LISBON (Reuters) – Most of Portugal will move to the next stage of lockdown easing next Monday but stricter rules will remain in place in the capital Lisbon due to a worrying rise in COVID-19 infections, the government said on Wednesday.
Portugal imposed a nationwide lockdown in January to tackle what then was the world’s worst coronavirus surge, but restrictions have been gradually lifted since mid-March and most businesses have already reopened.
Across most of the country, restaurants, cafes and pastry shops, which now must close at 10.30 p.m., will be able to keep doors open until 1 a.m. from June 14, and there are no more restrictions on stores’ opening hours.
Cultural shows can go on until 1 a.m. and venues for amateur sports activities will be able to welcome back people at reduced capacity. Remote work will no longer be mandatory but it is still recommended.
However, Lisbon and three other municipalities will not move to the next phase of the plan to ease the lockdown and the rules currently in place will remain unchanged until the COVID-19 situation improves.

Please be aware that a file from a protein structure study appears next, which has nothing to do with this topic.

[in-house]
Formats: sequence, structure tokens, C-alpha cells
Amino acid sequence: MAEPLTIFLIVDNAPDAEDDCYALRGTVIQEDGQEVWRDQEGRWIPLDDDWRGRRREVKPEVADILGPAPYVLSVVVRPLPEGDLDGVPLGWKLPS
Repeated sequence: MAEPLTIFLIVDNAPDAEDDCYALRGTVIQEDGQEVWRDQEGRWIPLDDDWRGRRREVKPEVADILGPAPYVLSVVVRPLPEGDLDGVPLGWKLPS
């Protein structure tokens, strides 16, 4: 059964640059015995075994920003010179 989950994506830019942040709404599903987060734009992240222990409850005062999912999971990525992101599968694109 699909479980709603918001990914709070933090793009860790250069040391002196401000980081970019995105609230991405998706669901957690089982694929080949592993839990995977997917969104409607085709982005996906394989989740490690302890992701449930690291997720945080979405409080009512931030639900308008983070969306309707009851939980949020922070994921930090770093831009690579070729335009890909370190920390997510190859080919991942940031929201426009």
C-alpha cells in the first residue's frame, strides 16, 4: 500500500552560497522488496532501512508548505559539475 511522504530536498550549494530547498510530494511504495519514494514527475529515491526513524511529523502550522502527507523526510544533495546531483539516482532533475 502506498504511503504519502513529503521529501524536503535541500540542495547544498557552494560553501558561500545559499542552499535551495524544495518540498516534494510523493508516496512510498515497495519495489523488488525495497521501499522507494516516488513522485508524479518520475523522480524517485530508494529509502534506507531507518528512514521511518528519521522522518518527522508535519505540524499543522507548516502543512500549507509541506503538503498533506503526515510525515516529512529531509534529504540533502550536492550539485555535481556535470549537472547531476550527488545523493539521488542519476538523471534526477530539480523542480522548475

A country of just over 10 million, Portugal has reported a total of 854,522 infections since the pandemic started and 17,037 deaths. It posted 890 new cases but no deaths on Wednesday, the biggest daily jump since early March.
Most new cases were concentrated in and around Lisbon.
“The situation in the Lisbon area is worrying,” Cabinet Minister Mariana Vieira da Silva told a news conference. “We are having difficulties in reducing cases.”
All companies with more than 150 workers must test their employees and tests will now be required to access some events, she said.
The decision came after the government came under fire for allowing two mass gatherings of football fans to take place – one in Lisbon when Sporting, won the Portuguese title and one in Porto for the Champions League final.
(Reporting by Catarina Demony; Editing by Angus MacSwan)